Young v. Boy Scouts of America

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[Civ. No. 1926. Fourth Appellate District. November 4, 1935.]

HAROLD P. YOUNG , a Minor, etc., et al., Appellants, v. BOY SCOUTS OF AMERICA (a Corporation) et al., Respondents.


A. Fairchild and Maurice C. Atchison for Appellants. [9 Cal. App. 2d 762]

Harvey H. Atherton, S. L. McCrory, and Whitelaw & Whitelaw for Respondents.


Barnard, P. J.

This is an action for damages for injuries suffered by the plaintiff Harold P. Young. Demurrers interposed by the several defendants were sustained and from the ensuing judgment the plaintiffs have appealed.

The amended complaint alleged that the Boy Scouts of America is a corporation organized and existing under an act of Congress; that it is engaged in the mental and physical training of boys; that it is also engaged in the business of selling certain clothing and other equipment to its members for profit and in publishing two magazines; that it was carrying on its business in California and particularly in Imperial County; that among the officers of said corporation are scoutmasters whose duty it is to personally supervise, instruct and direct the movements of its members while engaged in scout work; that said corporation delegated the power to the other corporation defendant, as its agent, to promote boy scout activities in Imperial County by organizing boy scout troops and local troop committees, providing leadership, recommending the appointment of scoutmasters and supervising and directing the activities of those engaged in boy scout work in said county, that the last-named corporation defendant is operating as provided in the charter, constitution and by-laws of the first-named corporation and as its agent in said county; that as such agent it appointed and recommended that the defendant Henry Webster be commissioned as scoutmaster; that by reason thereof the first-named corporation appointed and commissioned the said Webster to be the scoutmaster for Troop 13 in said county; that the said agent failed to use due care in the selection and recommendation of a competent scoutmaster and the defendant Boy Scouts of America, with full knowledge of the facts, commissioned the said Webster as a scoutmaster without using due care in his selection when it knew that he was incompetent in that he was not an able-bodied man but was a cripple caused by infantile paralysis when he was a child; that he walked with great difficulty, was unable to ride a bicycle as a normal person and was unable to march with his troop or give first aid or do many other things required of a scoutmaster in the performance of his duties. [9 Cal. App. 2d 763]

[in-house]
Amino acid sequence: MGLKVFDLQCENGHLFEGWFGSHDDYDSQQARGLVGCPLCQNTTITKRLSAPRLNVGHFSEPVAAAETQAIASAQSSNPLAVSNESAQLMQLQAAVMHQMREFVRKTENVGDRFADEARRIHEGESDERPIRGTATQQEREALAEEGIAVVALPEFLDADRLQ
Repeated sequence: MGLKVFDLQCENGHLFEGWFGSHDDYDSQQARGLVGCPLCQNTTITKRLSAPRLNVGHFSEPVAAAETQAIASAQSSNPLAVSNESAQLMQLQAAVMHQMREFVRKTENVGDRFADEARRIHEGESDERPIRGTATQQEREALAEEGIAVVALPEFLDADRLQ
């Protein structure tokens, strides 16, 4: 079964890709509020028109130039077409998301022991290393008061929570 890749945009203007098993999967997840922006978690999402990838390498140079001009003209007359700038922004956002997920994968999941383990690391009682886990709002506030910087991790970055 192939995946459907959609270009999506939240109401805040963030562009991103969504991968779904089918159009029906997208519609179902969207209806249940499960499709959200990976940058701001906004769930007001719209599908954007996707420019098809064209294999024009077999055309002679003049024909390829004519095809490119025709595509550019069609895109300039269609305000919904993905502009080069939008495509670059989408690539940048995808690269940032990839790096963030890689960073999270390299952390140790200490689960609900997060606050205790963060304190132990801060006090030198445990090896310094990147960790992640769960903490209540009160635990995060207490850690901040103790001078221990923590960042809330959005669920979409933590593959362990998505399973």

It is then alleged that the plaintiff Harold P. Young was of the age of twelve years and a regular boy scout duly enrolled in Troop 13 at Calexico in said county; that on January 13, 1934, the said Webster, while acting as the agent of the defendant corporation and as their scoutmaster, commanded the said Harold P. Young and other boy scouts to proceed on bicycles to a point about twelve miles from said city of Calexico for the purpose of taking certain scout tests; that on the return to Calexico the said Webster rode a bicycle along a paved highway and commanded Harold P. Young and another boy scout to follow him in formation upon said highway upon their bicycles, which they did; that while so returning it became dark, the party being delayed because of the physical disability of the said Webster to ride his bicycle; that the said Webster and the boys had no headlights upon their bicycles; that the said Webster, knowing the danger, commanded the said plaintiff and the other boys to thus proceed in formation without lights in violation of sections 99 and 105 of the California Vehicle Act, which they did; that the said Webster failed to obtain lights at a gas service station where they stopped; that the said Webster failed to instruct the said plaintiff against the dangers of thus traveling or to warn him of the approach of automobiles; that while so returning and about the hour of 6 o'clock P. M., and while they were thus traveling in formation and on the right-hand side of the paved highway with the scoutmaster in the lead, the defendant Chavez, driving an automobile owned by the defendant Sandoval, and coming in the opposite direction, negligently drove said automobile on the left and wrong side of said paved highway and into and against the plaintiff Harold P. Young, causing the injuries complained of.